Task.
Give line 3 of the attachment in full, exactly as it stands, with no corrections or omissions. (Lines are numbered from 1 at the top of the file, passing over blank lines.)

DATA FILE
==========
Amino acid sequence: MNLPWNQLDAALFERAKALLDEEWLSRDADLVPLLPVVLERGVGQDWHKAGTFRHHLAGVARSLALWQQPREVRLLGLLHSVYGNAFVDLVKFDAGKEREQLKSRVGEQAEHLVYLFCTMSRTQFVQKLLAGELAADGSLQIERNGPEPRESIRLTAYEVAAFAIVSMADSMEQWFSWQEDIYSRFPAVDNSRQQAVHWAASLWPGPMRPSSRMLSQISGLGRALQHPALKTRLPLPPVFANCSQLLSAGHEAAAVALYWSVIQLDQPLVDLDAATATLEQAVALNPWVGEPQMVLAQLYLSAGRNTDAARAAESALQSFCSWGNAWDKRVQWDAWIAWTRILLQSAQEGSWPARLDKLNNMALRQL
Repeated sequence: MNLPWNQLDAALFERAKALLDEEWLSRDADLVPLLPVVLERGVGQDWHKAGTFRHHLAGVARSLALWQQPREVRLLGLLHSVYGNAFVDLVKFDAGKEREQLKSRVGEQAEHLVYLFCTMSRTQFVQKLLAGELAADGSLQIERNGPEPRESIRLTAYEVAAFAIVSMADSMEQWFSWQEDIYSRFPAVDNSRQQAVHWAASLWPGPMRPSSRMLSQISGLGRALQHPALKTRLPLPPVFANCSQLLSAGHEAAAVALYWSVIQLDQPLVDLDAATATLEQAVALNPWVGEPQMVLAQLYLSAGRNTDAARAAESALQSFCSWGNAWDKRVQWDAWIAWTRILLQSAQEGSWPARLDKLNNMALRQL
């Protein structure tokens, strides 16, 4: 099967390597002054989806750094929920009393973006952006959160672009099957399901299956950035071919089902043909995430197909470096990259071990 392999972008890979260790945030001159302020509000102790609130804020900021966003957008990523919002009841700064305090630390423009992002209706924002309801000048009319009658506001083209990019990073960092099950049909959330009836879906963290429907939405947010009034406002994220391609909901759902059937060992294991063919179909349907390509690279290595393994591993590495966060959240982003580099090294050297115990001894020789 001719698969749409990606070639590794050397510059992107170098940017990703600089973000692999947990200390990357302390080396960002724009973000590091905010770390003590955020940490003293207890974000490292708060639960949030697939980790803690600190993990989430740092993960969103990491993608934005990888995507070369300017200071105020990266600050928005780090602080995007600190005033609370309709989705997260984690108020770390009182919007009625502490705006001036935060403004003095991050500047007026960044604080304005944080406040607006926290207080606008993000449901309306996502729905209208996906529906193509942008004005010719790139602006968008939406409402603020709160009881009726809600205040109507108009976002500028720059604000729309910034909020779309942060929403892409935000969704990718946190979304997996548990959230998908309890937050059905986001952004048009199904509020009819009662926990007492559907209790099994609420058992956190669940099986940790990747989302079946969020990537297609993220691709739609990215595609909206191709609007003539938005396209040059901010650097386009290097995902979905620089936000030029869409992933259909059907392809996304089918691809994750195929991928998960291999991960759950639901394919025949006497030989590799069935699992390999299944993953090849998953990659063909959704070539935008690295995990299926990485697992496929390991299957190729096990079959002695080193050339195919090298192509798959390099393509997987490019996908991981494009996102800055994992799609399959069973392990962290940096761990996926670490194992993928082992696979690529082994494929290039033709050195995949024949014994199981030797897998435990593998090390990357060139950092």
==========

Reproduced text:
């Protein structure tokens, strides 16, 4: 099967390597002054989806750094929920009393973006952006959160672009099957399901299956950035071919089902043909995430197909470096990259071990 392999972008890979260790945030001159302020509000102790609130804020900021966003957008990523919002009841700064305090630390423009992002209706924002309801000048009319009658506001083209990019990073960092099950049909959330009836879906963290429907939405947010009034406002994220391609909901759902059937060992294991063919179909349907390509690279290595393994591993590495966060959240982003580099090294050297115990001894020789 001719698969749409990606070639590794050397510059992107170098940017990703600089973000692999947990200390990357302390080396960002724009973000590091905010770390003590955020940490003293207890974000490292708060639960949030697939980790803690600190993990989430740092993960969103990491993608934005990888995507070369300017200071105020990266600050928005780090602080995007600190005033609370309709989705997260984690108020770390009182919007009625502490705006001036935060403004003095991050500047007026960044604080304005944080406040607006926290207080606008993000449901309306996502729905209208996906529906193509942008004005010719790139602006968008939406409402603020709160009881009726809600205040109507108009976002500028720059604000729309910034909020779309942060929403892409935000969704990718946190979304997996548990959230998908309890937050059905986001952004048009199904509020009819009662926990007492559907209790099994609420058992956190669940099986940790990747989302079946969020990537297609993220691709739609990215595609909206191709609007003539938005396209040059901010650097386009290097995902979905620089936000030029869409992933259909059907392809996304089918691809994750195929991928998960291999991960759950639901394919025949006497030989590799069935699992390999299944993953090849998953990659063909959704070539935008690295995990299926990485697992496929390991299957190729096990079959002695080193050339195919090298192509798959390099393509997987490019996908991981494009996102800055994992799609399959069973392990962290940096761990996926670490194992993928082992696979690529082994494929290039033709050195995949024949014994199981030797897998435990593998090390990357060139950092």